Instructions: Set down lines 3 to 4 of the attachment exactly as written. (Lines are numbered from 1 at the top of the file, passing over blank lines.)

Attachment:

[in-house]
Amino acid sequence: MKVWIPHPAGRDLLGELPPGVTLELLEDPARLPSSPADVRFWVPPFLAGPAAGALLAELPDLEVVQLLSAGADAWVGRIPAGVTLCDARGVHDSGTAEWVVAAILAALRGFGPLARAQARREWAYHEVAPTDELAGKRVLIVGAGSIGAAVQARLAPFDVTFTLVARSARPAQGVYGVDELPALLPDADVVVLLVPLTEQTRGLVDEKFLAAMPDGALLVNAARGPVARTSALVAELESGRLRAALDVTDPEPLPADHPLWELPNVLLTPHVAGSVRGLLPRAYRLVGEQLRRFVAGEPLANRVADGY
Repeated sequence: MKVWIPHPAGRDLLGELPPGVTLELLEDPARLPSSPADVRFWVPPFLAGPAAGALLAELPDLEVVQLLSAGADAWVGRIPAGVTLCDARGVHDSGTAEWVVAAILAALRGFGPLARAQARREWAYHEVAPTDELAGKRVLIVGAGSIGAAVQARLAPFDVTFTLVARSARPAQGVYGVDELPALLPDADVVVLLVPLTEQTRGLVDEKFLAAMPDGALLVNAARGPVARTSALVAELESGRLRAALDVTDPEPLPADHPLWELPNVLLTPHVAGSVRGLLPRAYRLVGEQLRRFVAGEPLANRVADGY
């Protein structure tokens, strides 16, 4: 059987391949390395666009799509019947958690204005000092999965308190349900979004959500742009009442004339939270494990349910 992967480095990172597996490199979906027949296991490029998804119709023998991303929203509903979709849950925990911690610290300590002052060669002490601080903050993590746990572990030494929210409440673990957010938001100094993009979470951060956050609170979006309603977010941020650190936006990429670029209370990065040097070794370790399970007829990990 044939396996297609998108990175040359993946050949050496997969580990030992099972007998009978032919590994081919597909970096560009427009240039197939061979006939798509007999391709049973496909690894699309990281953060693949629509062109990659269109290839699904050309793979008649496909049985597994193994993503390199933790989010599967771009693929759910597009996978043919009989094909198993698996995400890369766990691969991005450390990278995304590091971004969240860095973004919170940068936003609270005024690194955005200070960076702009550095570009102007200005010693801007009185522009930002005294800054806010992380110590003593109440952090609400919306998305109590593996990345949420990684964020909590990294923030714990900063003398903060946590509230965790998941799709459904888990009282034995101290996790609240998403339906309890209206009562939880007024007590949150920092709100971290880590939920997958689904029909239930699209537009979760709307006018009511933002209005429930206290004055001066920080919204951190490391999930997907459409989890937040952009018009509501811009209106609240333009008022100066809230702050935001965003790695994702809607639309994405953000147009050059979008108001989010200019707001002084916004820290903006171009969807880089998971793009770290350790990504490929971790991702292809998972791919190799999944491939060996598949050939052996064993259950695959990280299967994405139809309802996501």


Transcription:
Repeated sequence: MKVWIPHPAGRDLLGELPPGVTLELLEDPARLPSSPADVRFWVPPFLAGPAAGALLAELPDLEVVQLLSAGADAWVGRIPAGVTLCDARGVHDSGTAEWVVAAILAALRGFGPLARAQARREWAYHEVAPTDELAGKRVLIVGAGSIGAAVQARLAPFDVTFTLVARSARPAQGVYGVDELPALLPDADVVVLLVPLTEQTRGLVDEKFLAAMPDGALLVNAARGPVARTSALVAELESGRLRAALDVTDPEPLPADHPLWELPNVLLTPHVAGSVRGLLPRAYRLVGEQLRRFVAGEPLANRVADGY
């Protein structure tokens, strides 16, 4: 059987391949390395666009799509019947958690204005000092999965308190349900979004959500742009009442004339939270494990349910 992967480095990172597996490199979906027949296991490029998804119709023998991303929203509903979709849950925990911690610290300590002052060669002490601080903050993590746990572990030494929210409440673990957010938001100094993009979470951060956050609170979006309603977010941020650190936006990429670029209370990065040097070794370790399970007829990990 044939396996297609998108990175040359993946050949050496997969580990030992099972007998009978032919590994081919597909970096560009427009240039197939061979006939798509007999391709049973496909690894699309990281953060693949629509062109990659269109290839699904050309793979008649496909049985597994193994993503390199933790989010599967771009693929759910597009996978043919009989094909198993698996995400890369766990691969991005450390990278995304590091971004969240860095973004919170940068936003609270005024690194955005200070960076702009550095570009102007200005010693801007009185522009930002005294800054806010992380110590003593109440952090609400919306998305109590593996990345949420990684964020909590990294923030714990900063003398903060946590509230965790998941799709459904888990009282034995101290996790609240998403339906309890209206009562939880007024007590949150920092709100971290880590939920997958689904029909239930699209537009979760709307006018009511933002209005429930206290004055001066920080919204951190490391999930997907459409989890937040952009018009509501811009209106609240333009008022100066809230702050935001965003790695994702809607639309994405953000147009050059979008108001989010200019707001002084916004820290903006171009969807880089998971793009770290350790990504490929971790991702292809998972791919190799999944491939060996598949050939052996064993259950695959990280299967994405139809309802996501």